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Editor's Note: The annual TED Conference (Feb. 26-Mar. 4) is an invitation-only affair known as the place where high-tech tycoons, Nobel laureates, and other very smart people gather to share ideas that will inspire. The TED Fellows program was established to give people who wouldn't ordinarily have the opportunity—or the means—a chance to present their remarkable work to an audience that just might include Bill Gates and Al Gore. In a series leading up to TED, Businessweek.com will feature interviews conducted via e-mail with a handful of this year's fellows.
Suzanne Elizabeth Lee
Director, The BioCouture Research Project
Central Saint Martins College of Art and Design, London
If Suzanne Lee's work catches on, one day we may exchange clothing recipes the way we swap casserole concoctions:
Mix bacteria and yeast.
Add mixture to a large tub of sweetened green tea (any sweet solution will do.)
Let sit undisturbed for two to three weeks.
A "mat" will form on the surface. Remove and let dry.
Discard the solution.
Use the mat to sew a traditional garment.
Lee, 41, is a British fashion designer and the driving force behind BioCouture, a method she created for growing clothes from a bacterial/cellulose solution that may be the ultimate eco-friendly operation requiring few environment-taxing resources to produce.
How did you go from jeans to genes?
I had a conversation with a biologist in an art gallery and he persuaded me that it was possible to grow a dress from microbes. It was the craziest thing I had ever heard, but I'm a bit of a science fiction fan and I thought it sounded like an interesting challenge. He explained about how microbial-cellulose is produced using a fermentation process. My training is as a fashion designer so it was natural for me to try to use the material for clothing. It started out as a bit of fun a few years back, but as the global sustainability agenda grew I realized how this answered some pressing questions.
What was the first piece of clothing you "grew"?
The first garment was actually a shirt made back in 2004.
Did you try a lot of recipes before you found a suitable solution to grow clothes?
Actually, no, the recipe is based on that used for producing kombucha, a health drink that people have brewed for millennia. The cellulose is actually the by-product of the bacteria fermenting in a nutrient solution. We have explored the recipe somewhat along with ideal growth conditions, garment construction, and subsequent dye/printing treatments.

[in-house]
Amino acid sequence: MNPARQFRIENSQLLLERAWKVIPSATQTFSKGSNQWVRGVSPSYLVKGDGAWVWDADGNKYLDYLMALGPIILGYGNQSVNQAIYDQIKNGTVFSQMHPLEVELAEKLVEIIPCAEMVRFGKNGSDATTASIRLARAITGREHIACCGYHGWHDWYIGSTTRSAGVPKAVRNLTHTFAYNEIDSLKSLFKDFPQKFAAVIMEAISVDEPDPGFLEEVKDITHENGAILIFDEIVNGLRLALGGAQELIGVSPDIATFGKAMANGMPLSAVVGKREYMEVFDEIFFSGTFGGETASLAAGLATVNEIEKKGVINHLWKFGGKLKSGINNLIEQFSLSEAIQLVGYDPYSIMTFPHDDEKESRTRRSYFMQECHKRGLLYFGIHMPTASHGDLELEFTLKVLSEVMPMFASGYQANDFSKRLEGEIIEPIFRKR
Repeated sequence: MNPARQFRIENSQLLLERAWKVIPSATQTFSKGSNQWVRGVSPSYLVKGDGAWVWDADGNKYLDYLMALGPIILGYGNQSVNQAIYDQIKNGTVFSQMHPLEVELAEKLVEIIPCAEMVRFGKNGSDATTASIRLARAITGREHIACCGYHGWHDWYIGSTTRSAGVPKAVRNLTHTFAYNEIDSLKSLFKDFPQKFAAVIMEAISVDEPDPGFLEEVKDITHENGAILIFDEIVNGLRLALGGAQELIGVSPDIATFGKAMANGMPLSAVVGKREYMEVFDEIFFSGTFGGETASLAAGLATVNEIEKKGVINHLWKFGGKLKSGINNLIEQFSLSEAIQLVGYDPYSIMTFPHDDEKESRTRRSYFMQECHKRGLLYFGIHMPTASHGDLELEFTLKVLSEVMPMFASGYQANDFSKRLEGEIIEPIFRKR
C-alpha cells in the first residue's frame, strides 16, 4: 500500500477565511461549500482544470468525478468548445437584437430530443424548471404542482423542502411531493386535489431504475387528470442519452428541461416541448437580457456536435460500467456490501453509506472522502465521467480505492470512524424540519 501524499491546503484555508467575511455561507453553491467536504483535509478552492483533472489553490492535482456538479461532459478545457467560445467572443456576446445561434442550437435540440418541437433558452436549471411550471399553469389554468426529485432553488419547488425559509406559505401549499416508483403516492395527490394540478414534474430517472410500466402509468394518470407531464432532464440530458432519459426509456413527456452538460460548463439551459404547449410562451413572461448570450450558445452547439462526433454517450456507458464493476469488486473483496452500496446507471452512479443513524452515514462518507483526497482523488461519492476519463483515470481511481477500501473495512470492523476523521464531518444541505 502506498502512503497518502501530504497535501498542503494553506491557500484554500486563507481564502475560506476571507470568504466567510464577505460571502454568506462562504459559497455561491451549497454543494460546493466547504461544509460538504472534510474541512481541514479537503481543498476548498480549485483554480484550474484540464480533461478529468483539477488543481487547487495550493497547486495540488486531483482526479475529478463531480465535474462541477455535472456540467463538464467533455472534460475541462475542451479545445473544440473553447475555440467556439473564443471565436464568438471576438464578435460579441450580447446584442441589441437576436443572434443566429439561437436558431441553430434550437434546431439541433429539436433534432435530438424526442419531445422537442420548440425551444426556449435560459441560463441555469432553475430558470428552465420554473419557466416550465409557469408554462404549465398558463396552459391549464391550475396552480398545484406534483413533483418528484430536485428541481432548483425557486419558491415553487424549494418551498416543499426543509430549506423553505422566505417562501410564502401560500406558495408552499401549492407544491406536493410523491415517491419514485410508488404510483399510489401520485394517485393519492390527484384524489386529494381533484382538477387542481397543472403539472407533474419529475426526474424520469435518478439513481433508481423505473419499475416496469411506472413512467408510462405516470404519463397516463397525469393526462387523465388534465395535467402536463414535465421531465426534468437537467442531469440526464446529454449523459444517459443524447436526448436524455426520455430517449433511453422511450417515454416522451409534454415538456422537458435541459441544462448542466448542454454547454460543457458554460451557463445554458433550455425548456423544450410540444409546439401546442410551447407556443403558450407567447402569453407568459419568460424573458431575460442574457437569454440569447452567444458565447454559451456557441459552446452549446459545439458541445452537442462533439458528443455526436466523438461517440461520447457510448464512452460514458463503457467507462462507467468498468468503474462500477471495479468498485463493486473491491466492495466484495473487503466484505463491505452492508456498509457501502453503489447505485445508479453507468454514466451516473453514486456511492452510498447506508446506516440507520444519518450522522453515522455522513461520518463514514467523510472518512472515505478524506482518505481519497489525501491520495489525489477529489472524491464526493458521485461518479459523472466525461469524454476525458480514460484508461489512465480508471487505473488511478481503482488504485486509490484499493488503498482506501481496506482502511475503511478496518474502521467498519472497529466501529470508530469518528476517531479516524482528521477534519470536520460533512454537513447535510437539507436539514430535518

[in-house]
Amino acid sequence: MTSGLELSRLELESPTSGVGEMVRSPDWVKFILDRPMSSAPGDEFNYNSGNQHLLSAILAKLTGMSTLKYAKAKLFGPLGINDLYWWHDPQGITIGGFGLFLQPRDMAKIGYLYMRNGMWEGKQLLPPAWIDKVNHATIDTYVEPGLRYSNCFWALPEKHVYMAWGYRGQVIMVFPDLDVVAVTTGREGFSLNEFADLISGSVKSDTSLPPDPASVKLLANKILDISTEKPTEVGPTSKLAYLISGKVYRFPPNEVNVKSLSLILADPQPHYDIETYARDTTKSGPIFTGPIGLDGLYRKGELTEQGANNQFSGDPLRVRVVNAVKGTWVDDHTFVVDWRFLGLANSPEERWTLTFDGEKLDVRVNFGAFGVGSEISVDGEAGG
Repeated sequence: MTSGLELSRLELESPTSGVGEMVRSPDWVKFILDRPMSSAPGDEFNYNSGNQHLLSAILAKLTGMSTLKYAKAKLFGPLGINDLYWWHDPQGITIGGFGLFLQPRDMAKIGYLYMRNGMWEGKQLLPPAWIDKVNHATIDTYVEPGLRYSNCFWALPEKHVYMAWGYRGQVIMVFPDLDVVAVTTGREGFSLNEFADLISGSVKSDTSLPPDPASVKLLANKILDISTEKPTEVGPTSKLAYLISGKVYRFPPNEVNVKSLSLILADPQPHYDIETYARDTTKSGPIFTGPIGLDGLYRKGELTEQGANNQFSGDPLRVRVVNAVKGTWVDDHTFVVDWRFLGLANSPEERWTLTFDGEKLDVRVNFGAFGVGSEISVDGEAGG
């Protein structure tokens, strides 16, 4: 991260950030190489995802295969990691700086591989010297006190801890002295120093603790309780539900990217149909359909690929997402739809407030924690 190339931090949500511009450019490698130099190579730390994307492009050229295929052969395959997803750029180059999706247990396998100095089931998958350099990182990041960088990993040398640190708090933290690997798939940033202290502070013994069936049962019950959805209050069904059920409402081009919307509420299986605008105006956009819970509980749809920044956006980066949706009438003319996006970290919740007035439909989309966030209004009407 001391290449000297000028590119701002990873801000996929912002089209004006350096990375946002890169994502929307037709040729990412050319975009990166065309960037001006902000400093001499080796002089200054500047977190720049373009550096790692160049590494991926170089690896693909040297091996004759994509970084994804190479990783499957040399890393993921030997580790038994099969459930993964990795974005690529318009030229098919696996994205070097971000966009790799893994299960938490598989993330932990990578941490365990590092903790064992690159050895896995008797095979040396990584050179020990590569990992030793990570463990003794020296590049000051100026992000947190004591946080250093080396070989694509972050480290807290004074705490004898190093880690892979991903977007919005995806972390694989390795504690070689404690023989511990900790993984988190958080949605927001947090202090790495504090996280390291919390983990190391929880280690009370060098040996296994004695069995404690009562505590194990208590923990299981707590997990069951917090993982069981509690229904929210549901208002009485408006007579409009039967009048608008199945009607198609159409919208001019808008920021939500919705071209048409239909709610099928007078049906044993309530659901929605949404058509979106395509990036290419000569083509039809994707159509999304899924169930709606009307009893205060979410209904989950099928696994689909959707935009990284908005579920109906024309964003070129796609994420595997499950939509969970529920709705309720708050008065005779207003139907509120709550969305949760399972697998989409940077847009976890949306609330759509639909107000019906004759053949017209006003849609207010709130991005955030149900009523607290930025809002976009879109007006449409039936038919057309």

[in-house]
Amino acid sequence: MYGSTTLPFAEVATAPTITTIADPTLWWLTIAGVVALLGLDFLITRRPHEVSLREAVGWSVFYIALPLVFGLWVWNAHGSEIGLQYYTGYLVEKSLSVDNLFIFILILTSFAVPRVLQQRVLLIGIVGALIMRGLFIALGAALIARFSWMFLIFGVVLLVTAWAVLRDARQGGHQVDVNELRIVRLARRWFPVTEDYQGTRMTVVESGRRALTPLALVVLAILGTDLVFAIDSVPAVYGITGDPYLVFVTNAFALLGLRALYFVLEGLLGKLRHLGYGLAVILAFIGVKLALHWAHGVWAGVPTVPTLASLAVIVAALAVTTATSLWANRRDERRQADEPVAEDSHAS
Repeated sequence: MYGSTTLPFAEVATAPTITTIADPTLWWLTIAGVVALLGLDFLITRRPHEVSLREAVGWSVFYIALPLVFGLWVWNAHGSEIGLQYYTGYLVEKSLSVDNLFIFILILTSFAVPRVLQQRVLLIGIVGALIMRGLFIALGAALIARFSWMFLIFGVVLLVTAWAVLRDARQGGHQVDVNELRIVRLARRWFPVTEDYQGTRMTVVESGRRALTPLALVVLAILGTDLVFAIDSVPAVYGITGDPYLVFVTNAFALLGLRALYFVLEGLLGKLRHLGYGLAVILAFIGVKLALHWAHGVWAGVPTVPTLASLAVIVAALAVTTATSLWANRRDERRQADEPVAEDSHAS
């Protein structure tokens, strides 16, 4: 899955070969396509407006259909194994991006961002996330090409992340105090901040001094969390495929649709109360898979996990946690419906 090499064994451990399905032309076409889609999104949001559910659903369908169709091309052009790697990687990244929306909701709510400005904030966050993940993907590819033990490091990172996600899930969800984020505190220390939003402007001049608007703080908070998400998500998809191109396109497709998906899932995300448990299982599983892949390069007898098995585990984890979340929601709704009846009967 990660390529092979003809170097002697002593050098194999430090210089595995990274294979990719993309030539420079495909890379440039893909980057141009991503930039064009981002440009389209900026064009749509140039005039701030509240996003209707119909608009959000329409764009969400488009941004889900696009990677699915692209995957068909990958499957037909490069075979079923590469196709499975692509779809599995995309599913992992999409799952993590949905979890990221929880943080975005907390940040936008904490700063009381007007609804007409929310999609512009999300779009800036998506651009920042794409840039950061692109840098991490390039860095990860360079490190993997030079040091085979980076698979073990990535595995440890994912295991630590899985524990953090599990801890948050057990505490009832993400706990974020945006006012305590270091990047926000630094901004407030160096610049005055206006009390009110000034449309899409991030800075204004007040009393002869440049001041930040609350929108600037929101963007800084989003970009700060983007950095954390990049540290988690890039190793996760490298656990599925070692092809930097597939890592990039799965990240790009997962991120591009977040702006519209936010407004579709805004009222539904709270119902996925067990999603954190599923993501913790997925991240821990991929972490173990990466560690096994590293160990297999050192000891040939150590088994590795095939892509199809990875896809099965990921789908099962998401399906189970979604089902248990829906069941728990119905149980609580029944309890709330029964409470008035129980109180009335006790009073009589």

Can anything that uses fabric—car seats, for example—be replaced by material made through this process?
In theory, yes. Obviously the textile requirements for each application might be different and so would need specific engineering or finishing, but essentially yes.
Do you have different recipes for different clothes?
I can control the material quality to some extent by altering the recipe but radical variations will need more research into how to actually modify the bacteria. Rather than different clothes, I have my eye on the wider applications of the material for consumer, interior, automotive, architectural uses.
Can you make clothes in different colors?
Yes, you can actually grow them in a colored solution or easily dye them after. Unlike cotton, it readily takes dye so you need only minimal amounts, another environmental plus.
What does the finished material feel like?
Feels like vegetable leather, quite smooth and skin-like.
What size tubs do you use and how many do you have going at any time. Is the size of the "tub" a factor in how much is produced?
I'm producing small quantities using a static culture. This produces strong sheets of material that are the exact surface area of the growth bath. The thickness depends on the length of time left to grow and the provision of sufficient nutrient. Because I only make one-off prototypes or exhibition pieces and need to be able to handle it myself (it's very heavy when wet), my bath size is about 1.2m by 0.6m. For TED, I have four baths set up, but in the summer when I can harness outdoor space I have a mini fabric farm, about 20 tubs.
How durable is the material? Have you tried putting any of it into a washing machine to see if it holds up?
One of the key issues with the material is its absorbency. Naturally it is a super-absorbent sponge, able to soak up and hold a huge weight in water (100 times its weight in water, to be precise). This in itself might be of interest for certain applications. For clothing, however, it is a problem. There are a couple of potential solutions. First, we could just apply a water-repellent coating to the surface like a traditional cloth, but to me this would most likely be a nasty chemical which goes against the ethos of what I'm trying to do. The far more interesting (and challenging) solution would be to look at engineering the microorganism itself and the production process using synthetic biology and chemical engineering to produce a bacteria that produces hydrophobic nanofibers.
So to answer your question, right now, yes, it holds together in a washing machine but comes out like a heavy wet sponge and takes too long to dry out.
Have you tried to commercialize your designs? Any clothing stores or designers interested in BioCouture?
Lots of commercial interest from all sectors, not just fashion, but needs more research to scale up and produce viable quality.
Have you made anything that you wear?
I'm hoping to wear something for TED! It's growing right now but a bit too slowly, so I'm praying it will be ready in time.
Lady Gaga wore a dress made from meat; do you think she'd wear one of your creations?
If she'll wear meat, why not?! In my opinion this is far more palatable and perhaps weirder.
So what are you planning to wear to TED?
A little jacket and possibly a clutch bag for evening!